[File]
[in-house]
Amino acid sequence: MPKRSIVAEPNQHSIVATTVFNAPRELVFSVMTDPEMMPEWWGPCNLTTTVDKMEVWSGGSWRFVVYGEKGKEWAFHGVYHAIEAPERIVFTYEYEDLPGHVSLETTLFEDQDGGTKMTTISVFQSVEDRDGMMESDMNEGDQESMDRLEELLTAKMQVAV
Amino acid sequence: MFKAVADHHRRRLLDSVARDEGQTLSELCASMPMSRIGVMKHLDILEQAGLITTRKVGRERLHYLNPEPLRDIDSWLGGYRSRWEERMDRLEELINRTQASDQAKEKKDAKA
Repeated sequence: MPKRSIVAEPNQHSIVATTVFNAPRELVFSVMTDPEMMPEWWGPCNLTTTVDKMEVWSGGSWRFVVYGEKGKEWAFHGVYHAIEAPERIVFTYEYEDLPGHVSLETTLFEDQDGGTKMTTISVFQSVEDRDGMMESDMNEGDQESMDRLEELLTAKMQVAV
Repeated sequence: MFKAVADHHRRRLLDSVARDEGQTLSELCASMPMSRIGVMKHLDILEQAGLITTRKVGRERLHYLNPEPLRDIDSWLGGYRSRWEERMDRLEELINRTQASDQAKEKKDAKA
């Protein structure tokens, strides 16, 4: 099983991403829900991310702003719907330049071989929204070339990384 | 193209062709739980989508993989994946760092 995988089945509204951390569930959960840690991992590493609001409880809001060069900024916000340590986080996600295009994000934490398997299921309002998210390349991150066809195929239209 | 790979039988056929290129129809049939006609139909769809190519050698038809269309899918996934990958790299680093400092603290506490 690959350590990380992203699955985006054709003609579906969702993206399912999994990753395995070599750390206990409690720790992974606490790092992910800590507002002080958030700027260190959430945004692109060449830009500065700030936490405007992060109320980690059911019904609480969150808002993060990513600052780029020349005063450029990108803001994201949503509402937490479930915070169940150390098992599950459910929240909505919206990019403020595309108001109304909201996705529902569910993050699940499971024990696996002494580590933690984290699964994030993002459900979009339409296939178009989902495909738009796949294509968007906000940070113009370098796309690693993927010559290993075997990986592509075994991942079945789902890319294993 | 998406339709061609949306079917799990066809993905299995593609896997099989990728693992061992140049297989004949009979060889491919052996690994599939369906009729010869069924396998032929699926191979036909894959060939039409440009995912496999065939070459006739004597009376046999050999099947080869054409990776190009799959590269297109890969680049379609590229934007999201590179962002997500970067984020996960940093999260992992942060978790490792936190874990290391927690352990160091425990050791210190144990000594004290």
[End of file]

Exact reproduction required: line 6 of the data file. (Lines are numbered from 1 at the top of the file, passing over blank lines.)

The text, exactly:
């Protein structure tokens, strides 16, 4: 099983991403829900991310702003719907330049071989929204070339990384 | 193209062709739980989508993989994946760092 995988089945509204951390569930959960840690991992590493609001409880809001060069900024916000340590986080996600295009994000934490398997299921309002998210390349991150066809195929239209 | 790979039988056929290129129809049939006609139909769809190519050698038809269309899918996934990958790299680093400092603290506490 690959350590990380992203699955985006054709003609579906969702993206399912999994990753395995070599750390206990409690720790992974606490790092992910800590507002002080958030700027260190959430945004692109060449830009500065700030936490405007992060109320980690059911019904609480969150808002993060990513600052780029020349005063450029990108803001994201949503509402937490479930915070169940150390098992599950459910929240909505919206990019403020595309108001109304909201996705529902569910993050699940499971024990696996002494580590933690984290699964994030993002459900979009339409296939178009989902495909738009796949294509968007906000940070113009370098796309690693993927010559290993075997990986592509075994991942079945789902890319294993 | 998406339709061609949306079917799990066809993905299995593609896997099989990728693992061992140049297989004949009979060889491919052996690994599939369906009729010869069924396998032929699926191979036909894959060939039409440009995912496999065939070459006739004597009376046999050999099947080869054409990776190009799959590269297109890969680049379609590229934007999201590179962002997500970067984020996960940093999260992992942060978790490792936190874990290391927690352990160091425990050791210190144990000594004290």